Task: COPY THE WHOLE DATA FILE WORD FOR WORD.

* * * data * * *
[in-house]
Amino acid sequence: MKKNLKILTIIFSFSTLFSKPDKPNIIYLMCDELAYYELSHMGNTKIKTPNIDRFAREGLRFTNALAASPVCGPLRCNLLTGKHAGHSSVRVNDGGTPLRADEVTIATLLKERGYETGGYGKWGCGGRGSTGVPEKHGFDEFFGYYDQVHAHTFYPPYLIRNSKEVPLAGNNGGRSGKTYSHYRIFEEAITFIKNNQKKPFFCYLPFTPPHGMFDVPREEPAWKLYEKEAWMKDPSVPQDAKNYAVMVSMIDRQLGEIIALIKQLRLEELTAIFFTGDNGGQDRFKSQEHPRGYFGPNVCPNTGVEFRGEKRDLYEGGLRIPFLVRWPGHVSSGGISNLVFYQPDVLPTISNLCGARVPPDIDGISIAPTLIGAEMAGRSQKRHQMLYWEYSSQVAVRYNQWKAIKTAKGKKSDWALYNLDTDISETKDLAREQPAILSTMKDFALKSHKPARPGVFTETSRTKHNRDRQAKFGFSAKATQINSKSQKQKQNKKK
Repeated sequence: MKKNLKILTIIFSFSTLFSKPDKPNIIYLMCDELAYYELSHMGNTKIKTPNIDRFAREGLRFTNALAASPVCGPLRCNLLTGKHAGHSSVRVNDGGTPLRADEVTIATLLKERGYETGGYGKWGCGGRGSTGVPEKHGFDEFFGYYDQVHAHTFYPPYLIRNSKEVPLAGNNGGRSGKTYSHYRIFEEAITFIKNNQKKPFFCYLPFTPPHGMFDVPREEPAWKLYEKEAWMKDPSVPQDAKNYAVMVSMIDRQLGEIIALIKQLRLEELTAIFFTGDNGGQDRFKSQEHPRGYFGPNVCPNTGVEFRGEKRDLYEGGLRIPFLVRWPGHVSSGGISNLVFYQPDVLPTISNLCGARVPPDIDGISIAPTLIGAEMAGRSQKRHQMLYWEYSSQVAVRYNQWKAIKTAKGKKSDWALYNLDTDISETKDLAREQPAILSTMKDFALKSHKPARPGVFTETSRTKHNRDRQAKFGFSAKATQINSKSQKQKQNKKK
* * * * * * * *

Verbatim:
[in-house]
Amino acid sequence: MKKNLKILTIIFSFSTLFSKPDKPNIIYLMCDELAYYELSHMGNTKIKTPNIDRFAREGLRFTNALAASPVCGPLRCNLLTGKHAGHSSVRVNDGGTPLRADEVTIATLLKERGYETGGYGKWGCGGRGSTGVPEKHGFDEFFGYYDQVHAHTFYPPYLIRNSKEVPLAGNNGGRSGKTYSHYRIFEEAITFIKNNQKKPFFCYLPFTPPHGMFDVPREEPAWKLYEKEAWMKDPSVPQDAKNYAVMVSMIDRQLGEIIALIKQLRLEELTAIFFTGDNGGQDRFKSQEHPRGYFGPNVCPNTGVEFRGEKRDLYEGGLRIPFLVRWPGHVSSGGISNLVFYQPDVLPTISNLCGARVPPDIDGISIAPTLIGAEMAGRSQKRHQMLYWEYSSQVAVRYNQWKAIKTAKGKKSDWALYNLDTDISETKDLAREQPAILSTMKDFALKSHKPARPGVFTETSRTKHNRDRQAKFGFSAKATQINSKSQKQKQNKKK
Repeated sequence: MKKNLKILTIIFSFSTLFSKPDKPNIIYLMCDELAYYELSHMGNTKIKTPNIDRFAREGLRFTNALAASPVCGPLRCNLLTGKHAGHSSVRVNDGGTPLRADEVTIATLLKERGYETGGYGKWGCGGRGSTGVPEKHGFDEFFGYYDQVHAHTFYPPYLIRNSKEVPLAGNNGGRSGKTYSHYRIFEEAITFIKNNQKKPFFCYLPFTPPHGMFDVPREEPAWKLYEKEAWMKDPSVPQDAKNYAVMVSMIDRQLGEIIALIKQLRLEELTAIFFTGDNGGQDRFKSQEHPRGYFGPNVCPNTGVEFRGEKRDLYEGGLRIPFLVRWPGHVSSGGISNLVFYQPDVLPTISNLCGARVPPDIDGISIAPTLIGAEMAGRSQKRHQMLYWEYSSQVAVRYNQWKAIKTAKGKKSDWALYNLDTDISETKDLAREQPAILSTMKDFALKSHKPARPGVFTETSRTKHNRDRQAKFGFSAKATQINSKSQKQKQNKKK